Dimitris Papaioannou has death on his mind. The last image in The Great Tamer, which made its New York premiere at BAM, buries itself into your gut. As if it leaped off the canvas by a Dutch master and onto the Howard Gilman Opera House stage, a vanitas of an open book, scraps of an orange, and a human skull displays a stark message. Transience is truth; decay is inevitable.
But first comes life, which unfolds as an absurdist circus set to the ambient strains of Strauss’ “The Blue Danube.” Snippets swell throughout, yet they fade after just a few measures. The expectation of a rollicking waltz lifting you up and away from thoughts of the body’s ultimate failure will be frustrated.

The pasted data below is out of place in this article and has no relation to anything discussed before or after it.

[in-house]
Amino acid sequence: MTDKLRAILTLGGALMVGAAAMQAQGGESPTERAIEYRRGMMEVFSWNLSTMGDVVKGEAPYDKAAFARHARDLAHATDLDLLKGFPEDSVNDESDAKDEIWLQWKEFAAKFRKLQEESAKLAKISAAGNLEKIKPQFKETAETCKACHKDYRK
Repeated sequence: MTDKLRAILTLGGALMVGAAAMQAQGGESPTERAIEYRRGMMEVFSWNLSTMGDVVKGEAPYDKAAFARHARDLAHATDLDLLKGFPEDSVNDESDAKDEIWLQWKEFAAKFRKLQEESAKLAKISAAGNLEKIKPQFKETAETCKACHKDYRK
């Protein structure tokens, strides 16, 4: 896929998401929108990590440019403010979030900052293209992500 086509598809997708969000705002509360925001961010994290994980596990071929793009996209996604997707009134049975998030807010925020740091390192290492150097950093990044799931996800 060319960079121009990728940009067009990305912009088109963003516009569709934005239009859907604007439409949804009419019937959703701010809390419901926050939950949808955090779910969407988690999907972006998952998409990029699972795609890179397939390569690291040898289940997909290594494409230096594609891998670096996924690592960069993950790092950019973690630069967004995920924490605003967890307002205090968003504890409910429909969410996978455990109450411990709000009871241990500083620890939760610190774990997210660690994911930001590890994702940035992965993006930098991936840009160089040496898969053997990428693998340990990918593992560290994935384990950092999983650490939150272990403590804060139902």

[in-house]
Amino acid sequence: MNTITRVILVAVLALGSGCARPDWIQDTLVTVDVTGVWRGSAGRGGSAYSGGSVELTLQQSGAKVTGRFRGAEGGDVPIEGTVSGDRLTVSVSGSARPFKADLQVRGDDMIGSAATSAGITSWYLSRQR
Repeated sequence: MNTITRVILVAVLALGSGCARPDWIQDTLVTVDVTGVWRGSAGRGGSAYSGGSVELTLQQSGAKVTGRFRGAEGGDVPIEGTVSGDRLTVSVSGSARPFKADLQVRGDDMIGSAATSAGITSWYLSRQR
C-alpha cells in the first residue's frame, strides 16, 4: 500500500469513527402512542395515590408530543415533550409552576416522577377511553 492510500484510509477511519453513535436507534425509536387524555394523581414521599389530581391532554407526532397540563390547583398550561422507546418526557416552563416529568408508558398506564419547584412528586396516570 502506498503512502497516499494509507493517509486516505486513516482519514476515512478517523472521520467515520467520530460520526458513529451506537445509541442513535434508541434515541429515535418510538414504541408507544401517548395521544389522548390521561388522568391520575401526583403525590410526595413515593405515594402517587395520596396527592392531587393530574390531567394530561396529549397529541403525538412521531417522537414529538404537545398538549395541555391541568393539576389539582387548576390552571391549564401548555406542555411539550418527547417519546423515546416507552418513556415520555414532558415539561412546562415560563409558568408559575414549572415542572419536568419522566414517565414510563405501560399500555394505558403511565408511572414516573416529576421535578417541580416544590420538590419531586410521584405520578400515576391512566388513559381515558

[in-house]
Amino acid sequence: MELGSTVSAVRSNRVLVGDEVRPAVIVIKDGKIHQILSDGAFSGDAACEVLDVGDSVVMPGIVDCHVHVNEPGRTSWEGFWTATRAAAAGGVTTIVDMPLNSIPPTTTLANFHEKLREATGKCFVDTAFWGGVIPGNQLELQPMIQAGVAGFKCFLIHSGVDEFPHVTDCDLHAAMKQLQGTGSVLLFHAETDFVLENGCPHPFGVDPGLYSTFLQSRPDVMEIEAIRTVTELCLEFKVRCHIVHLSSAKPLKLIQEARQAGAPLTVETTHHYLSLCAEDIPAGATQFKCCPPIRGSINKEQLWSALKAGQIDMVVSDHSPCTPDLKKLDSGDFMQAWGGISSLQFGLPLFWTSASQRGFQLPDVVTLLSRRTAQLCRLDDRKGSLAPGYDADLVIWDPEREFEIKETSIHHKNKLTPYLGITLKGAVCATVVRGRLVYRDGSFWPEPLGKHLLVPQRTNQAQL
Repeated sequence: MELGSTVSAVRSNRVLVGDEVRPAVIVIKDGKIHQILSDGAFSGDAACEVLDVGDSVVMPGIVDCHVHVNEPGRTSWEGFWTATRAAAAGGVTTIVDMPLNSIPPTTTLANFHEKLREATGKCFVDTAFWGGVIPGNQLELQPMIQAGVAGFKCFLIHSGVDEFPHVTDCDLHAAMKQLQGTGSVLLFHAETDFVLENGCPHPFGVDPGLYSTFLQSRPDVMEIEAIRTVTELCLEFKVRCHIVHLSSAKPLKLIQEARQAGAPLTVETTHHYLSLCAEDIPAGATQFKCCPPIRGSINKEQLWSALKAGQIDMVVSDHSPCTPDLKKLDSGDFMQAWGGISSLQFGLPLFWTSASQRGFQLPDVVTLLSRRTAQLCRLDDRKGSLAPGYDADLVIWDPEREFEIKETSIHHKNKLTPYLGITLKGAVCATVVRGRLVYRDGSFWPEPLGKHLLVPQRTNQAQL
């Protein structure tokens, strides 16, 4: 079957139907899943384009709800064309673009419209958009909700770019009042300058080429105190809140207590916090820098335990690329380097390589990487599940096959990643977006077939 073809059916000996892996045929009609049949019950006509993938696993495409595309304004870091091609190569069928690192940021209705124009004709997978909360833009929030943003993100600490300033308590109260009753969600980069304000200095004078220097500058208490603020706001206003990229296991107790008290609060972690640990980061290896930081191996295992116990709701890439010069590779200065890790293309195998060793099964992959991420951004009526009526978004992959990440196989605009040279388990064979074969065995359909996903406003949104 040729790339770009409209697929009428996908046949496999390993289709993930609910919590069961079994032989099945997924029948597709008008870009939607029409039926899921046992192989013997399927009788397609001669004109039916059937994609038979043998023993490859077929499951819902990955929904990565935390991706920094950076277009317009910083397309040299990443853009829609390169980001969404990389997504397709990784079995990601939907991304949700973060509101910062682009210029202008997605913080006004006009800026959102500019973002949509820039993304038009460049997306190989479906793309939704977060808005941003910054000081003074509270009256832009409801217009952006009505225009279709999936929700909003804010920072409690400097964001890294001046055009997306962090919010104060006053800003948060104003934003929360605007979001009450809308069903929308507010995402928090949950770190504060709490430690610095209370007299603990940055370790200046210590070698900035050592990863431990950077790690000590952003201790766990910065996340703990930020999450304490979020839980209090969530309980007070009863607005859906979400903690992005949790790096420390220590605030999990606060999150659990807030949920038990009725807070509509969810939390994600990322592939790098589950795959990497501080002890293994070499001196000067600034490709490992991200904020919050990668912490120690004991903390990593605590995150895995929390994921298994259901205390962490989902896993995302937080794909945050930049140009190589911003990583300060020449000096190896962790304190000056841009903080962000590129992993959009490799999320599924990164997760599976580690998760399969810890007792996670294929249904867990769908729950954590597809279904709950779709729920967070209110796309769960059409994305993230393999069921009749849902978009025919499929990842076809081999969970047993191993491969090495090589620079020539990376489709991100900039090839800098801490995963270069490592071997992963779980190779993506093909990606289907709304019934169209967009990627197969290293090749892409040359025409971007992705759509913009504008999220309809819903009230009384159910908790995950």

The Great Tamer highlights characteristic . . .
THREE MINUTES TO READ
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Photo by Max Gordon